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Covered California in second phase; L.A. County leads all state regions

Black enrollment lags behind

Merdies Hayes | 12/5/2014, midnight
Enrollment for the second phase of Covered California got underway two weeks ago with Los Angeles County expected to again ...
Cover by Andrew Nunez

Enrollment for the second phase of Covered California got underway two weeks ago with Los Angeles County expected to again lead all state regions in sign-ups. In March, more than 200,000 persons in the county had enrolled, far outpacing the nearest region, the San Francisco Bay area, which saw 164,000 consumers opt for state-run heath care coverage. Since Nov. 15, more than 100,000 additional Californians have submitted coverage applications for the latest enrollment period.

Covered California officials expect to enroll at least 500,000 eligible residents by the Feb. 15, 2015 deadline. Officials in Sacramento say the latest open enrollment period is off to a fast start. Slightly more than one-half of the 100,000 persons applying—some 52,000 individuals—were eligible for coverage through the individual marketplace at the exchange. Approximately 25,000 Californians have selected one of four plans offered during the past two weeks. This will be a shorter enrollment period, therefore consumers must sign up by Dec. 15, if they want benefits to begin on Jan. 1, 2015. The program will broaden its outreach this winter and expand service-center staffing and hours to accommodate expected surges in demand.

Peter Lee, executive director of Covered California, said the latest numbers are a dramatic increase over the first open enrollment period. “We’re seeing more Californians informed and ready to sign up,” he said. Another 34,000 persons who have applied were found to be eligible for Medi-Cal, the decades-old health service which offers year-round enrollment. Californians who do not qualify for Medi-Cal and still need insurance may opt for a healthcare plan under Covered California.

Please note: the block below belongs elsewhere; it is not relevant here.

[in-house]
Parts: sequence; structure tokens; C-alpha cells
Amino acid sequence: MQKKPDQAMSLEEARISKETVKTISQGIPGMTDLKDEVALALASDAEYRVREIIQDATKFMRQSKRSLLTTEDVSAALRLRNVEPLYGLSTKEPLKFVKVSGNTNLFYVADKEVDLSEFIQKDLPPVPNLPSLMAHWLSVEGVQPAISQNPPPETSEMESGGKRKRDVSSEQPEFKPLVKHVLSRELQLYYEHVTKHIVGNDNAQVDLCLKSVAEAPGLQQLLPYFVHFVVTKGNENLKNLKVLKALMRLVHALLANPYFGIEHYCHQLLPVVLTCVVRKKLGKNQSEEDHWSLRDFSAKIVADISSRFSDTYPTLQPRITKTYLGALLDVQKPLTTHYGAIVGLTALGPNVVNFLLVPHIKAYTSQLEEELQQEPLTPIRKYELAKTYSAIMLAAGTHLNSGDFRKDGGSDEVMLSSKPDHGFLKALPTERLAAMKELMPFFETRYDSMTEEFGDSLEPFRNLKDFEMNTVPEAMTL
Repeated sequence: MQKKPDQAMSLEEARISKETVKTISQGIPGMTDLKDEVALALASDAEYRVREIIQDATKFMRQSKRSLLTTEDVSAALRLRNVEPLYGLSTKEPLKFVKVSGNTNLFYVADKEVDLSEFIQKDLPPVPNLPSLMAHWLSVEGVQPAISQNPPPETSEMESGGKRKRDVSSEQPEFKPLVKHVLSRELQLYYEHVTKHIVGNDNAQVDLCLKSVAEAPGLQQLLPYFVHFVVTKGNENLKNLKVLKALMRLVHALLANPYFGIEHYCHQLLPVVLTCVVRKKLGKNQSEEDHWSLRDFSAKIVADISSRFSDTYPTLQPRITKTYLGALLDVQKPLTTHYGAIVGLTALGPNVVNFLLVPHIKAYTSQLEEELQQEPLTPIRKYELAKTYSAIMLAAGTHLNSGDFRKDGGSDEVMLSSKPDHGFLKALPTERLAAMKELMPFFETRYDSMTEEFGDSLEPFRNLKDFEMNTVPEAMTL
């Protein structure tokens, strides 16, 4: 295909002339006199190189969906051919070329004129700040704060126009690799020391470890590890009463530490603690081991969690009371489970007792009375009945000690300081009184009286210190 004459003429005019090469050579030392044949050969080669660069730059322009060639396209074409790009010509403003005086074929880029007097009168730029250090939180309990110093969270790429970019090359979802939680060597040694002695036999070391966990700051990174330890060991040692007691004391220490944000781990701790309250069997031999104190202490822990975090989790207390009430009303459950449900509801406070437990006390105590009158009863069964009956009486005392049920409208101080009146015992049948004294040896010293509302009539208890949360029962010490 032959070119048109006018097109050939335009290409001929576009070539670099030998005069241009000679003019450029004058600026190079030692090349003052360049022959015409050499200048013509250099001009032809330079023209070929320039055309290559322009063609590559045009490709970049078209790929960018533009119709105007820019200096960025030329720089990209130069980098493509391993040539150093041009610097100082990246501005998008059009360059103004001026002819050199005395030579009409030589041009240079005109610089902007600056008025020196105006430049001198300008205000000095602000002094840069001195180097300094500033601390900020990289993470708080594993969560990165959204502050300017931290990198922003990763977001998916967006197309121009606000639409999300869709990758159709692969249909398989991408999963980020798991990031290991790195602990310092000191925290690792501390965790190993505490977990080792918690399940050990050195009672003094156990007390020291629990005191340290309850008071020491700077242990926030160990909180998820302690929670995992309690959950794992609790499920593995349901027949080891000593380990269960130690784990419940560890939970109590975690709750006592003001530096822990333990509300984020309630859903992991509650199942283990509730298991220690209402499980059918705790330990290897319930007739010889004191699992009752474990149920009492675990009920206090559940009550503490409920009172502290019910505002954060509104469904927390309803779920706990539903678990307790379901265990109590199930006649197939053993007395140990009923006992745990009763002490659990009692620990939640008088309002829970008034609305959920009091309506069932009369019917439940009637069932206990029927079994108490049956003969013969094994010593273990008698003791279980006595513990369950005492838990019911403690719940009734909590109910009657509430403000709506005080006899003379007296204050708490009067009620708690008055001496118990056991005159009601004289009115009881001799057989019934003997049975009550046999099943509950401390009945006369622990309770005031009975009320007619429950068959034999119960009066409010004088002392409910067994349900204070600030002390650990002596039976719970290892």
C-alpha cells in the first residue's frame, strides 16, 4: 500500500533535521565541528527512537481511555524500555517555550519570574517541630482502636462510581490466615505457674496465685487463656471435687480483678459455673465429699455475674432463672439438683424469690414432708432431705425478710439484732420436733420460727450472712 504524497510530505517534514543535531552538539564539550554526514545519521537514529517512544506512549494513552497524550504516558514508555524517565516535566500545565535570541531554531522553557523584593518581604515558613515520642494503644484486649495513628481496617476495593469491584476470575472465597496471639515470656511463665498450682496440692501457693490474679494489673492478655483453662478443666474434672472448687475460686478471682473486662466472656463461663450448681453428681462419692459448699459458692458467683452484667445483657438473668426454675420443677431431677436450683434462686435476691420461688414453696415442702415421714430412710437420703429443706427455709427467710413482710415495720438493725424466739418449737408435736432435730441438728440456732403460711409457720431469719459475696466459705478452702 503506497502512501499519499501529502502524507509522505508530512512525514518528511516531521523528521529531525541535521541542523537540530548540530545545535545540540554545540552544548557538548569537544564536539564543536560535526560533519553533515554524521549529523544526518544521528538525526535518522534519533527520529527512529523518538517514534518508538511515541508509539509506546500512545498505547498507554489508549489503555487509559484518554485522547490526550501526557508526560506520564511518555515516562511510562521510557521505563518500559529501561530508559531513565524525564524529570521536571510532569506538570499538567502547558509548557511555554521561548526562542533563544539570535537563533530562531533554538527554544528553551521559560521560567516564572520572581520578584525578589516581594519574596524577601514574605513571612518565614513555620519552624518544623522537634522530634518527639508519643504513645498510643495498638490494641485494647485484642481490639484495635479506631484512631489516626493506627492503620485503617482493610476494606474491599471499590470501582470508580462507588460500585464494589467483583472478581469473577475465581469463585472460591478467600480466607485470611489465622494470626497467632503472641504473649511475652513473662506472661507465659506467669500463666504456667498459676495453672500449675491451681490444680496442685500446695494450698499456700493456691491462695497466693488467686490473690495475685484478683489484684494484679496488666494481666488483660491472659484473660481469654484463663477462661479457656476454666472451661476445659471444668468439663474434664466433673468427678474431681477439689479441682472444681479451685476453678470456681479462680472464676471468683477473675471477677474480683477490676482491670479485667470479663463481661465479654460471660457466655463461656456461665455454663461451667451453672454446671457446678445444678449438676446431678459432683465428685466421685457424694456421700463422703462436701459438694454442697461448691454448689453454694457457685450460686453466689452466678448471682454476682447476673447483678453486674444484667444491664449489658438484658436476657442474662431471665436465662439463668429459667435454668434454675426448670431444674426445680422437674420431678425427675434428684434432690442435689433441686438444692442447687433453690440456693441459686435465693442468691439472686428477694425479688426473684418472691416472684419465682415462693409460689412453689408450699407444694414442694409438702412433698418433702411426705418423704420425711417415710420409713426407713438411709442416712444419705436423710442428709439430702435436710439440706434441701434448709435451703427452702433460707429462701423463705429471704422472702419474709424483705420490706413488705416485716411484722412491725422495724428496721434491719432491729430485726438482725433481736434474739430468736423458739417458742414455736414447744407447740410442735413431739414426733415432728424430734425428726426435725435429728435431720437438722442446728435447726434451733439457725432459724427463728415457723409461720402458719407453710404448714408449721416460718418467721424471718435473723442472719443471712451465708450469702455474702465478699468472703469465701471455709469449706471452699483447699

Low African American turnout

But one demographic, African Americans, remains largely invisible in terms of enrollment. At the end of the first open enrollment period from October 2013 to March 2014, only 30,774 Black persons signed up for coverage. Statewide 371,000 Blacks may have been eligible to enroll. The Black enrollment compares with 350,000 White, 253,000 Latino and 211,000 Asian enrollees who signed up by the spring deadline. African Americans comprised only 2.7 percent of statewide enrollees, despite high hopes that Covered California would reach some 220,000 Black residents. Covered California last winter partnered with statewide and community-based organizations specifically to support African American outreach, including such bodies as the California Black Health Network and the California NAACP. The two organizations received a combined $1.6 million in grants, with some 30 community groups receiving about $1.3 million from that total to reach African Americans.

Health researchers have pointed to numerous historical reasons why so many African Americans have had difficulty accessing healthcare, chief among them being financial constraints, little if any interaction with a regular family physician, logistics (few family practitioners in the inner-city), travel expense (seniors may find it difficult financially to commute across town to a doctor) and, generally, a lack of hospitals and medical facilities in urban communities.

“I think there was somewhat of an underestimation on the part of Covered California on what it would take as far as an investment in [introducing the practice accessing regular healthcare] to historically disenfranchised communities,” said Jim Mangia, president and CEO of St. John’s Well Child and Family Center which operates a number of healthcare facilities in Los Angeles County. “I don’t think there was a big enough upfront investment such as with [adding more] certified enrollment counselors. The engagement has to be direct and concerted, culturally relevant and competent. When you are dealing with a community that has not had [health insurance] access and coverage, you have to tailor your message.”